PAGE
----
Ireland is a popular tourist destination, especially with North Americans and Europeans, and Cork is seen by many as perhaps the most picturesque and tourist-friendly city in the country. The Lonely Planet guide recently listed Cork in its Top 10 Destinations guide and the city has recently renewed efforts to market itself as a city break destination. The city has a plethora of sites, including St Finbarre’s Cathedral and the church tower of Shandon, which dominates the north side of the city. Many tourists like to wander down St Patrick’s Street, which is the main shopping thoroughfare of the city and is known for the architecture which lines its length. Much of Cork’s architecture is Georgian, which contributes to the city’s graceful and sedate feeling. Elizabeth Fort, built in 1601 also attracts many visitors and periodically holds markets and festivals. Many also like to visit Blarney, only about 8 kilometres from the city, and the site of the famous Blarney Stone, which legend says if one kisses, one is then endowed with incredible oratory skills. Cork’s may pubs are also worth a visit, and most will have a traditional Irish folk band playing and singalongs are always encouraged. The climate of Cork is, as is normal in Ireland, fairly rainy and foggy, but the city is also one of the sunniest in the country, with an average of about 3.8 hours of sunshine every day.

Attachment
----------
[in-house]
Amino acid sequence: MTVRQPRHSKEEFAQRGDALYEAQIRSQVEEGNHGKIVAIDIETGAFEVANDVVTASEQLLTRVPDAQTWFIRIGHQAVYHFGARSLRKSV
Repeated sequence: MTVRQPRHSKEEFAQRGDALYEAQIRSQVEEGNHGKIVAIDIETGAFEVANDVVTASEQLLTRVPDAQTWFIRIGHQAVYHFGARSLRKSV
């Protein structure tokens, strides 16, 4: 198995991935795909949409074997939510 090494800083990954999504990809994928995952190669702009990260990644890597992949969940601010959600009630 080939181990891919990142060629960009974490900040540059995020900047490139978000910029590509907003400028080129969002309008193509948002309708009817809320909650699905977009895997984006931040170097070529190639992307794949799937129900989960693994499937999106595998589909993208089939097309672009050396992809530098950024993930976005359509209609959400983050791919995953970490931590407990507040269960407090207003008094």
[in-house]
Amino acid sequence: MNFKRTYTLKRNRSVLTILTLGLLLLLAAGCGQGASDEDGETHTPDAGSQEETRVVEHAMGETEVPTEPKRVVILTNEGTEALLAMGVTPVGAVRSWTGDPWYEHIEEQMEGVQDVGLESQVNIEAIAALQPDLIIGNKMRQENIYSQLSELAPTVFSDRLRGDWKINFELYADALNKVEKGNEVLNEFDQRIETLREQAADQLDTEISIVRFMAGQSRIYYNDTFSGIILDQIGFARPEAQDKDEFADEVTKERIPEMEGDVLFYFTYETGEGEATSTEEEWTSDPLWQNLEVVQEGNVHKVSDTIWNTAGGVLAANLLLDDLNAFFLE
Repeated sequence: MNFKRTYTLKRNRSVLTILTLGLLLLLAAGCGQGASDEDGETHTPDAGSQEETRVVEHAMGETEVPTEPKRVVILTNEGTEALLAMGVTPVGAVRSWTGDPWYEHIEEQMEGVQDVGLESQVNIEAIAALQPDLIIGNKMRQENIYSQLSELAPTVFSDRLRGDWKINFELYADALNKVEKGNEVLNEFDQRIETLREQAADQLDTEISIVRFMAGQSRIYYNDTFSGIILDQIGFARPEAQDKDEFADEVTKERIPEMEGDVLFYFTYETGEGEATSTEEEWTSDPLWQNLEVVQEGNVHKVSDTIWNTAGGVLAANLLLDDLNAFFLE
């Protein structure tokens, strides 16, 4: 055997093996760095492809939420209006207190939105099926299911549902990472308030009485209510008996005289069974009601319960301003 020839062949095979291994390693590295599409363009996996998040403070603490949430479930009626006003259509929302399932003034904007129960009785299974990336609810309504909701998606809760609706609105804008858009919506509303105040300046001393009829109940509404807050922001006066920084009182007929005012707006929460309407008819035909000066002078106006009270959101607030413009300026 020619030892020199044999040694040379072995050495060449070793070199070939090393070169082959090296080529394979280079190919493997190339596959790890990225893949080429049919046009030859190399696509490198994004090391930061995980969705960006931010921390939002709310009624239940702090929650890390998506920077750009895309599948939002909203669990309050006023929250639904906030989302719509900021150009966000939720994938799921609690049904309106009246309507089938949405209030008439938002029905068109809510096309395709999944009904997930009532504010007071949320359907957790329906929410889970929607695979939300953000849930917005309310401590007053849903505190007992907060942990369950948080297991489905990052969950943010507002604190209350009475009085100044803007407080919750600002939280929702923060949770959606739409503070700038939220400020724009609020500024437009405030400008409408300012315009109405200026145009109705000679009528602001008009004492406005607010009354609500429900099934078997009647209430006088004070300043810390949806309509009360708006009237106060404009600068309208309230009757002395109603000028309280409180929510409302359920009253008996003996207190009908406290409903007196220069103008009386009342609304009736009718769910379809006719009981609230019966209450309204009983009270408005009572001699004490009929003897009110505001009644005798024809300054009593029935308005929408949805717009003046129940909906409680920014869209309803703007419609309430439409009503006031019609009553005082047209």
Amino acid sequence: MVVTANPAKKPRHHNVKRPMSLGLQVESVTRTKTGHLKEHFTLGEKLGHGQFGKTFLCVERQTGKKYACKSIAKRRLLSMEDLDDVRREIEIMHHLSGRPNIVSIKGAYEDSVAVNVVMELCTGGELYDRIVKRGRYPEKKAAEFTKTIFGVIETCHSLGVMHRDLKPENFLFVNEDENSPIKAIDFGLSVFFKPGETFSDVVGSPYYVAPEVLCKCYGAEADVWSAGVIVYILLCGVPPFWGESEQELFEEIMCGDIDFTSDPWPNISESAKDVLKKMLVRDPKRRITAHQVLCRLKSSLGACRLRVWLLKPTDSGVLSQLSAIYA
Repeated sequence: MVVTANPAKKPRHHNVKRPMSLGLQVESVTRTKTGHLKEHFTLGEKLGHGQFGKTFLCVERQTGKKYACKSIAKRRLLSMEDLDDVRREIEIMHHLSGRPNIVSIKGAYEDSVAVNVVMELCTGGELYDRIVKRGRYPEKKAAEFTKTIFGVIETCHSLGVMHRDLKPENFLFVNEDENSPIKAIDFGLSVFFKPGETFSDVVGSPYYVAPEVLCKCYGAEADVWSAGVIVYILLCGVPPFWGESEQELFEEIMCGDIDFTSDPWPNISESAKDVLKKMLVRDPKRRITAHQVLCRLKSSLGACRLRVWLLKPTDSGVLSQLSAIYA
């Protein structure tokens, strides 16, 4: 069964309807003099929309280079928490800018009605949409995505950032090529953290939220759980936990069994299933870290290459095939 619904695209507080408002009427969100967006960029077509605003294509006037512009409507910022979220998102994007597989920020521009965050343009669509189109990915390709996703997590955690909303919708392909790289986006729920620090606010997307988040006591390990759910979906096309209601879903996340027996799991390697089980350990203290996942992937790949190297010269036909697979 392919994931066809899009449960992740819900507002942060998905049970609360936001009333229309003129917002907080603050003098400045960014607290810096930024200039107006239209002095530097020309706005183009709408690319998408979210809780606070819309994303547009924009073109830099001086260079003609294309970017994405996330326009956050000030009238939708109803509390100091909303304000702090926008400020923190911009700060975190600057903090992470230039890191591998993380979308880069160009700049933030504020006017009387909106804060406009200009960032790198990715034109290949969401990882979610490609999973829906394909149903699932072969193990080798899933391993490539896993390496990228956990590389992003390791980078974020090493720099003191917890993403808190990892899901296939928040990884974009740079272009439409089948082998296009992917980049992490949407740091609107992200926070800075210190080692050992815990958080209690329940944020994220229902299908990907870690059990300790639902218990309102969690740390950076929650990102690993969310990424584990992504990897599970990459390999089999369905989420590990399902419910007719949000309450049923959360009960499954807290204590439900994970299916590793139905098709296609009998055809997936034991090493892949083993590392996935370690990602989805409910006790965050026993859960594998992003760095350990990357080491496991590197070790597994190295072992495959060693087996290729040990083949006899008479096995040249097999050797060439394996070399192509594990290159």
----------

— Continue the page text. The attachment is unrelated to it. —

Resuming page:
Cork has excellent transportation links for a city of its size. Cork Airport serves 65 destinations and airlines using the airport include Aer Lingus, Iberworld, Ryanair, Wizz Air and Jet2. In the city of Cork itself, national bus operator Eireann runs 19 bus lines in and around the city and there are also long-distance buses from the bus terminal in Parnell Place. Cork also has the Cross River Ferry which is useful for avoiding traffic congestion and a water taxi is currently under consideration to link the city with smaller towns around the harbour. Cork is also well-served by its railway line and its main terminal Kent Station. From Kent Station trains run all over Ireland, with many routed through Dublin.

Office space for rent in Cork

According to CB Richard Ellis commercial rental values all over Ireland have gone down by an average of approximately 45 percent, and the Irish economy is still in a very delicate state. Therefore the renter still has the advantage when looking for office space in the city. In 2010 the office vacancy rate in the city stood at 21.1 percent, equating to 109,400 square meters of available office space. In only 12 months the vacancy rate in the city centre increased from ten to 18 percent. Many offices are located in the modern development of Lapps Quay on the southern shore of Lapps Island in the centre of Cork City. Mahon Industrial Park, Cork’s newest business district, and Penrose Wharf in the heart of the city are also popular office locations. Gateway Business Park is another of the newer developments and is approximately two kilometres from the centre of the city.

Our office space search, advisory and acquisition services are FREE, always. Our Cork office space brokers and agents are globally regulated by the Royal Institution of Chartered Surveyors (RICS) ensuring the highest standards of commercial property advice and service at all times.